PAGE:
Thousands of local and international guests visit New Zealand’s Waitomo Glowworm Caves each year. The iridescent caves, which have been around for centuries, are particularly striking due to the glowworm species that covers the ceilings and lights up the space like stars in the night sky.
In 1887, local Maori Chief Tane Tinorau and English surveyor Fred Mace first explored the Waitomo Glowworm Caves. To navigate the caves, they built a raft of flax stems and floated through, quickly becoming mesmerized by the glowing ceiling. It took many return trips for Tinorau and Mace to discover the cave’s land entrance on the second level.
In 1889, Tinorau started inviting tourists to visit the caves for a small fee. However, in less than 20 years, government authorities assumed control over the caves. It wasn’t until nearly a century later that control of the caves was returned to the locals responsible for discovering them. Now, many of the tour guides and workers are descendants of Tinorau and his wife.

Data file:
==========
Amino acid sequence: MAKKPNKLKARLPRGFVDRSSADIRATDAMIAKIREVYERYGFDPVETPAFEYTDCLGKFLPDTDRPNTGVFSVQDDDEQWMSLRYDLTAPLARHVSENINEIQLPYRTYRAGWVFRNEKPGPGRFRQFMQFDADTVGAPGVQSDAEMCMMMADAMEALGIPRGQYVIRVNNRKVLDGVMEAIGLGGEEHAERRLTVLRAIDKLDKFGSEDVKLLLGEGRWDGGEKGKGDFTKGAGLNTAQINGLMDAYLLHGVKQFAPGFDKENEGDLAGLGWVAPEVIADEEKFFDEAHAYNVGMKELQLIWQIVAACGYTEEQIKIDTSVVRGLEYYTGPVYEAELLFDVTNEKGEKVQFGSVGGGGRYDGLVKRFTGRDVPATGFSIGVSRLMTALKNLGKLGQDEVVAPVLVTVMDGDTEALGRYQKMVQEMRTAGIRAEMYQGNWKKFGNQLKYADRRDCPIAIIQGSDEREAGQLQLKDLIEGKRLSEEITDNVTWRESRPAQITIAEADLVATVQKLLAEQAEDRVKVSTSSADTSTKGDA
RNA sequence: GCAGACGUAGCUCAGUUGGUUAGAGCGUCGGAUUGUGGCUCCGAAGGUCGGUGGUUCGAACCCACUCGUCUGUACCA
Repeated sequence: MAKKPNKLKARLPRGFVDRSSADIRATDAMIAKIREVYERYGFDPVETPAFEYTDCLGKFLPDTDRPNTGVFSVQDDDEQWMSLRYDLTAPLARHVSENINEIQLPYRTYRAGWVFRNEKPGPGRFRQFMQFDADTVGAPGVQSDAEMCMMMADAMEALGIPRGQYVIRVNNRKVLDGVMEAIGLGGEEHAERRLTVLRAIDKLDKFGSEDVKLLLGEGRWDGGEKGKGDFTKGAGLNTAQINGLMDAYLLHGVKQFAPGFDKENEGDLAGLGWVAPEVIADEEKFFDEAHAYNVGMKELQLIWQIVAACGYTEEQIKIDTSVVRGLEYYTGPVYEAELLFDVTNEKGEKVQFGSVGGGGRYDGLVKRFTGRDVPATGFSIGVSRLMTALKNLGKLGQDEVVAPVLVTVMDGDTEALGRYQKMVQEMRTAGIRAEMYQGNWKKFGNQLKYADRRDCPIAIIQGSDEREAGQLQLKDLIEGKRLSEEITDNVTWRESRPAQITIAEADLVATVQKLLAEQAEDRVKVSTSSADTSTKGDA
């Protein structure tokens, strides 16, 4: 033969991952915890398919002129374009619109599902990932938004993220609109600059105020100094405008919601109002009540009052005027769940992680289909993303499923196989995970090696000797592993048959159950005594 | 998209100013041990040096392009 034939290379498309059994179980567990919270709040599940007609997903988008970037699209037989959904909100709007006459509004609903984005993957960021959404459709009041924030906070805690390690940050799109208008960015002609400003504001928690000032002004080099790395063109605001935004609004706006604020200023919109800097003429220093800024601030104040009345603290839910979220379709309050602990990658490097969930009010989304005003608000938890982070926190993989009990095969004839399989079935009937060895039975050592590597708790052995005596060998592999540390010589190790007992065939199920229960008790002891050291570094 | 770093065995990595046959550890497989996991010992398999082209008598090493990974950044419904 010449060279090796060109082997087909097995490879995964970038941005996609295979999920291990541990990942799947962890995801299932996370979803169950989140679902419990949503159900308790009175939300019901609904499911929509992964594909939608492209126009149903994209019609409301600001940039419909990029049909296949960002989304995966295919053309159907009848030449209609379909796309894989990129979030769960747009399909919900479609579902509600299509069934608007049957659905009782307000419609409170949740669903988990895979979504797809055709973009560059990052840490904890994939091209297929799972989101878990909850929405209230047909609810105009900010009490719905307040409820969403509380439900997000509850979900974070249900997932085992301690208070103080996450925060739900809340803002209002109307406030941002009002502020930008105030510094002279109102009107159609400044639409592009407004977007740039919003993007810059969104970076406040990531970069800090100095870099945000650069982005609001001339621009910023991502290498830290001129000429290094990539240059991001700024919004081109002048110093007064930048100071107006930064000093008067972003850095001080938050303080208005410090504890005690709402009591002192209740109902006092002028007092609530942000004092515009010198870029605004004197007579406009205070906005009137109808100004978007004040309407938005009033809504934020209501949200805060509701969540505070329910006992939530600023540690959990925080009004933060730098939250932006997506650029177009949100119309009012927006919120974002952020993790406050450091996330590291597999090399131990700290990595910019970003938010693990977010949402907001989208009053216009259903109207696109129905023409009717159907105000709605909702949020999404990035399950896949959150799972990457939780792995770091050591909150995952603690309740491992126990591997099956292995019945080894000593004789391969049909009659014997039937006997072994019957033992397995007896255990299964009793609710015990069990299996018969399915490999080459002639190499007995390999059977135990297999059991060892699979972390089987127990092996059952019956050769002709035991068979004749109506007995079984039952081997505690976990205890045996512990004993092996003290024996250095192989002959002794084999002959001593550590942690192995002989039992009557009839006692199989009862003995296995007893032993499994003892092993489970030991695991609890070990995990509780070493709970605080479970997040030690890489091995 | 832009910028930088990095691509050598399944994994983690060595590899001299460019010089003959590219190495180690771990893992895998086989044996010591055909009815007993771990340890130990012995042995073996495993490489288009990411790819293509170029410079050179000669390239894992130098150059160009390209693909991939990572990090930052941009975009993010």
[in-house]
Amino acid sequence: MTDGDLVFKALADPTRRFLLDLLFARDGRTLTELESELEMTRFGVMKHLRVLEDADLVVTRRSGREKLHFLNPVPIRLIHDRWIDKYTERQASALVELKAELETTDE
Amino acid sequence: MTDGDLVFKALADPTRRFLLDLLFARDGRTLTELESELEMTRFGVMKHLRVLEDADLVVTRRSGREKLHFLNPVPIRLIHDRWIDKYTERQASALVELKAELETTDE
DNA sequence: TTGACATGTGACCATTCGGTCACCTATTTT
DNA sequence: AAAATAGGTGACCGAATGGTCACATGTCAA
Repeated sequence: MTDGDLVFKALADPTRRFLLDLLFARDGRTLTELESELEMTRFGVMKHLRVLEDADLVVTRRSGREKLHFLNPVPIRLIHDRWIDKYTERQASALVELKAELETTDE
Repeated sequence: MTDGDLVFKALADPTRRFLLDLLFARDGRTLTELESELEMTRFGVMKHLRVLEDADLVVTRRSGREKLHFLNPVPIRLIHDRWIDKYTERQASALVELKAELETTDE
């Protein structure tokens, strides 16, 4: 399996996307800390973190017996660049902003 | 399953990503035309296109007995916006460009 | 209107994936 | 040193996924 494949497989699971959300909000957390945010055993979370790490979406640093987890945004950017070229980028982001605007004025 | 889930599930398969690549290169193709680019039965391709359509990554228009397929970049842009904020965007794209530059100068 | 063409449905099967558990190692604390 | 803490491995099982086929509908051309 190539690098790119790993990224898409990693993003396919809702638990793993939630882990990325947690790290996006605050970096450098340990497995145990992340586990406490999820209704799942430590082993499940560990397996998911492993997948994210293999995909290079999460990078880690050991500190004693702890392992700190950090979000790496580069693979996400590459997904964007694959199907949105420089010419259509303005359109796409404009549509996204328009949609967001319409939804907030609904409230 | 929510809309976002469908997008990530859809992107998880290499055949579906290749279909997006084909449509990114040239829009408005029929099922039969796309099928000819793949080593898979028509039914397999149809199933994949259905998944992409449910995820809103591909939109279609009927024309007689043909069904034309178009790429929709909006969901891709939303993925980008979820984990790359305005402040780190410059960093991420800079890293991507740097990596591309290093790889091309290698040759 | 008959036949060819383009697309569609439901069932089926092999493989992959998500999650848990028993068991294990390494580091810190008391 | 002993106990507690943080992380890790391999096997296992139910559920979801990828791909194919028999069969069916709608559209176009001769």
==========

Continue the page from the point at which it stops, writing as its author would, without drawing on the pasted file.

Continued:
The Waitomo Glowworm Caves themselves date back more than 30 million years ago. They consist of two main levels: the upper level, which is dry and allows for ground access, and the lower level, which contains the stream passage and the Cathedral, which is world-renowned for its superb acoustics (due to the rough surface and enclosed shape).
The Arachnocampa luminosa, a specific type of glowworm, populates the cave and is endemic to New Zealand and Australia. The insects, which are responsible for much of the cave’s popularity, spend most of their time as larvae. To ensnare prey, the glowworm larvae hang sticky silk threads, earning them the name “spider-worm”. When lit up, these threads glow and resemble synthetic rope lights.